I guess we can call it one of the benefits of living in Cooperstown. The great Henry Aaron visited the Hall of Fame last weekend to commemorate a new exhibit detailing his life and career in baseball. Aaron becomes just the second man to have an entire room dedicated to him at the Hall, joining Babe Ruth in that exclusive club. When a Milwaukee reporter asked Aaron how he felt about being put on the same level as Ruth, he did not opt for a modest answer based on political correctness. “It means I’m supposed to be on the same platform [as Ruth],” Aaron told the reporter. “I’m proud of what I’ve accomplished.”
I can’t disagree with Aaron, who overcame a childhood filled with poverty to become one of the game’s legends. While “Hammerin’ Hank” was not the equal of The Babe—no one is—he is unquestionably one of the all-time greats. Still the major league career leader in RBIs and total bases, Aaron was a phenomenal five-tool talent who excelled in every important area. He also deserves extra credit for breaking Ruth’s home run record under the extraordinary duress of racial hatred. Aaron and his family received horrific threats, both in the form of venomous phone calls and vicious hate mail. His sustained excellence in 1973 and 1974, when he was chasing the record and ultimately breaking it, is impressive enough on the surface; it becomes even more pronounced in view of the emotional distress and genuine concerns for his safety.
Unfortunately, Aaron was subjected to racial torment at various times in his career, especially at the beginning and the end. As a minor leaguer developing in the Milwaukee Braves’ farm system, Aaron received an assignment to report to Jacksonville of the South Atlantic League. He and two of his teammates made history, integrating the previously all-white league while dodging the race baiters. “We had three black players on that team,” Aaron told a capacity crowd in the Hall of Fame’s Grandstand Theater. “I had a very good year. I led the league in everything but hotel accommodations.”
Not only did Aaron and his two black teammates have to endure the embarrassment of staying in separate hotels and eating in different restaurants; they had to endure uncivil behavior at the games. “The problem we had was with spectators. We had a rough time in the South. It got ridiculous. At some ballparks, we could not dress in the clubhouse. If you went 0-for-4, the fans would throw bananas at us.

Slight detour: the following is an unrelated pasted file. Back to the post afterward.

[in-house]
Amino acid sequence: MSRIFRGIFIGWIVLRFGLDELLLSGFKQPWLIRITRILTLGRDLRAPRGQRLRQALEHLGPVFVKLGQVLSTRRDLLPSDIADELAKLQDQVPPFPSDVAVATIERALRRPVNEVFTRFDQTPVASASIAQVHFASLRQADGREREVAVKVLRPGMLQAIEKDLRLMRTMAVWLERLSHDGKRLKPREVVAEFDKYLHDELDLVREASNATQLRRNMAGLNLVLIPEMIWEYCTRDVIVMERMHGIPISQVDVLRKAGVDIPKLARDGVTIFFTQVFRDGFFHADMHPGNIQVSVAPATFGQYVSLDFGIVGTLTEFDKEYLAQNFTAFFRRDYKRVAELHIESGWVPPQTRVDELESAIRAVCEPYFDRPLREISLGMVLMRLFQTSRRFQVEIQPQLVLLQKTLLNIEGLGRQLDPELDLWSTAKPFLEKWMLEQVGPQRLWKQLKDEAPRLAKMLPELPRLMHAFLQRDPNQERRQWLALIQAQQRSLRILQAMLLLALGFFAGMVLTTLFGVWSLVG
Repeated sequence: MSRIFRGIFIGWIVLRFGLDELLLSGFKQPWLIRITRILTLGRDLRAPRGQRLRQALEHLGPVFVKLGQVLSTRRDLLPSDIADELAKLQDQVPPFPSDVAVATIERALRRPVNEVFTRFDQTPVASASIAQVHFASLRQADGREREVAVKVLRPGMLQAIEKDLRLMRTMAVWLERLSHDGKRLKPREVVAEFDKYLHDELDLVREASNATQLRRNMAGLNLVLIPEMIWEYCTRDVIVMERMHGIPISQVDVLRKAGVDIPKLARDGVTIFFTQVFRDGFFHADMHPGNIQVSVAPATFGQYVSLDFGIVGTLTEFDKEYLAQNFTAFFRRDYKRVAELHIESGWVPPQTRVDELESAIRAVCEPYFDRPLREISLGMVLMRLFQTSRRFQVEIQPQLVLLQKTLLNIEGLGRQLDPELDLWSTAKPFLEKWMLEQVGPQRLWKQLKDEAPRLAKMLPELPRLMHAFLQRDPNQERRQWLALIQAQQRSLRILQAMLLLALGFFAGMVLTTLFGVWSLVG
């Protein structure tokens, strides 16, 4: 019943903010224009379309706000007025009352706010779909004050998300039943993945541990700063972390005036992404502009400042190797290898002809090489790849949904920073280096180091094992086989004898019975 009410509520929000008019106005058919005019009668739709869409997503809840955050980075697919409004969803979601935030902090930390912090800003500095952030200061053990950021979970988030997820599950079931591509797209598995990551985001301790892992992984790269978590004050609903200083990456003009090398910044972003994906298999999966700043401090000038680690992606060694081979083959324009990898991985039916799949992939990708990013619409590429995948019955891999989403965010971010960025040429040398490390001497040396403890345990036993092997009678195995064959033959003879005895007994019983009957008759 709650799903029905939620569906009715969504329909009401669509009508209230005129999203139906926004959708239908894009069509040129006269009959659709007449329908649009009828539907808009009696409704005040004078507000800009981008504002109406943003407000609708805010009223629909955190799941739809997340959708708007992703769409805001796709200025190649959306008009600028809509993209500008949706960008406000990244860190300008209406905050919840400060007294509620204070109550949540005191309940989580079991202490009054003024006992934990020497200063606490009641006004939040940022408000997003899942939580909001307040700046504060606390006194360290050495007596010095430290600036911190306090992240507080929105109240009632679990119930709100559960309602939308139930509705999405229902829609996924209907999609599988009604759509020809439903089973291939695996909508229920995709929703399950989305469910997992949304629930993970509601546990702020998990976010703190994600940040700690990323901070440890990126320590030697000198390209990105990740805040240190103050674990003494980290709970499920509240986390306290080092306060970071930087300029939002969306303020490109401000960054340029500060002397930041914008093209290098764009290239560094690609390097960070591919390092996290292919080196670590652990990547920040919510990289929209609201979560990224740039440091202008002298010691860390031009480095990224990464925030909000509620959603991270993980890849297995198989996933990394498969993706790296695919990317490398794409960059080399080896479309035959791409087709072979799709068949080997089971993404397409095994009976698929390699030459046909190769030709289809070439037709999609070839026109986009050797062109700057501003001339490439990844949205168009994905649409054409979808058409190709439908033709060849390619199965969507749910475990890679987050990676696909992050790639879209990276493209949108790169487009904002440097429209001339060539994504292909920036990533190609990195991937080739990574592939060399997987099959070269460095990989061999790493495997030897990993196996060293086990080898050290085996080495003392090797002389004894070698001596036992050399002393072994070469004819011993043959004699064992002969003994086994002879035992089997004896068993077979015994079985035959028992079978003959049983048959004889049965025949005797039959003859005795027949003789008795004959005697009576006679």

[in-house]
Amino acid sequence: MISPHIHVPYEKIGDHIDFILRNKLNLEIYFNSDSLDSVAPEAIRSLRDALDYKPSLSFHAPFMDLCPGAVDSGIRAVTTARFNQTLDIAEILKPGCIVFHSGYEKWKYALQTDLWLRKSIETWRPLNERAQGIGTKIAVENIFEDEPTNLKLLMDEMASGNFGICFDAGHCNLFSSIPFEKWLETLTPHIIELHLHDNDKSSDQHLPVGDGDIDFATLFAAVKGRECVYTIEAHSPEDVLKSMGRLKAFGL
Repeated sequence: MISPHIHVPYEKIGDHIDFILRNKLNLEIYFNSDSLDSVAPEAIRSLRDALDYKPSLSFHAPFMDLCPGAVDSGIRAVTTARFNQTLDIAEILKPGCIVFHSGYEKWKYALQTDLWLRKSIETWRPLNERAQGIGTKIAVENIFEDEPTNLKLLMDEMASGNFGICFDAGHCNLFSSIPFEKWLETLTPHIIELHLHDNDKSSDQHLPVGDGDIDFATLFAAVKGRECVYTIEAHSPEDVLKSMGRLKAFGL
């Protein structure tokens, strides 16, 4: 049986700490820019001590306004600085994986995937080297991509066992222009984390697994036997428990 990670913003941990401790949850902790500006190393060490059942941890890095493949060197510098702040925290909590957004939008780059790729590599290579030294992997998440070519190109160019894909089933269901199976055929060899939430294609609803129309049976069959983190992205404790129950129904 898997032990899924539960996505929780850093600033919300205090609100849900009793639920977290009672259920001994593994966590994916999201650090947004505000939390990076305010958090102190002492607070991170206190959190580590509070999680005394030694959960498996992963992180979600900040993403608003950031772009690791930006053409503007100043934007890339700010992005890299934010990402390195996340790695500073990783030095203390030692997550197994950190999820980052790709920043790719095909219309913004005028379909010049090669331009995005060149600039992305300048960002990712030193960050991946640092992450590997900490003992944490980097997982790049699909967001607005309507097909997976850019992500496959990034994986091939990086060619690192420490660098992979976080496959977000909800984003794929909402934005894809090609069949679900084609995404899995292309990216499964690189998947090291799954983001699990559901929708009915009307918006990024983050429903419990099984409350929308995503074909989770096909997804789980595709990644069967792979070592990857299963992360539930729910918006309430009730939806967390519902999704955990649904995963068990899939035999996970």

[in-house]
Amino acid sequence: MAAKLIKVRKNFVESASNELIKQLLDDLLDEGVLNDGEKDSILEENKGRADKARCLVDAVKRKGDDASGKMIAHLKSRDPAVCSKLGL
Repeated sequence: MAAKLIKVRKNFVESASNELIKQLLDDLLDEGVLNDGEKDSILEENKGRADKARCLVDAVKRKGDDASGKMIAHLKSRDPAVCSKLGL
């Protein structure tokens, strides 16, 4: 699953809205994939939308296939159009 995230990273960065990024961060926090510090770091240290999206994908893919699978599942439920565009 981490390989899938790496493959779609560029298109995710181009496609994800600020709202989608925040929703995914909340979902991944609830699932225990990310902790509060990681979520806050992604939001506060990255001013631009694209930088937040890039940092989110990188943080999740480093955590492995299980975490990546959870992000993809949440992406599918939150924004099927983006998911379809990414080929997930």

“We used to talk about how silly people can really be when all we wanted to do was play ball. The thing that made me succeed more was how hateful they were.”
The hatred certainly did not stop Aaron. It did not prevent him from breaking a wide-ranging set of records. Some would say he is the greatest living player. Is he at the top of the list? Maybe, maybe not. Willie Mays has his supporters, as does Barry Bonds. But at the very least, Aaron deserves to be in the argument. For someone who overcame so much racism and poverty, that’s a pretty good legacy to have…
Not only did the Yankees do the right thing in reducing the prices of some of their high-end box seats, they did the smart thing. In this case, let’s refer to the “Empty Seat Syndrome.” Empty seats are the worst thing that can happen to a professional sports team. Empty seats don’t buy concession items. Empty seats don’t buy souvenirs or memorabilia. Empty seats don’t tell their friends about their wonderful experiences at the ballpark. On top of all that, empty seats just look bad, especially when they are located so close to the playing field. When a team is coming off back-to-back seasons of four million fans in paid attendance, there is no excuse for not filling the ballpark—especially a new one that has so many improvements over the old house—on a regular basis. Hopefully, the Yankees have learned their lesson…
As long as Joe Girardi keeps using Jorge Posada as a DH on days when he does not catch, the Yankees will continue to need a third catcher. (Anything would be more useful than a 13th pitcher.) Otherwise, Girardi will find himself strapped in the late innings, unable to pinch-hit or pinch-run for Jose Molina. One potential pickup is Brayan Pena, a switch-hitting catcher who was designated for assignment by the Royals last weekend. The 27-year-old Pena is a rare breed in 2009: a backup catcher who can hit and who carries enough versatility to fill in at third base or first base. As a player who has been DFAed (designated for assignment), Pena will cost almost nothing in a trade, assuming that he is not waived or given his outright release.
Bruce Markusen, who writes “Cooperstown Confidential” for MLBlogs at MLB.com, can be reached via email at firstname.lastname@example.org.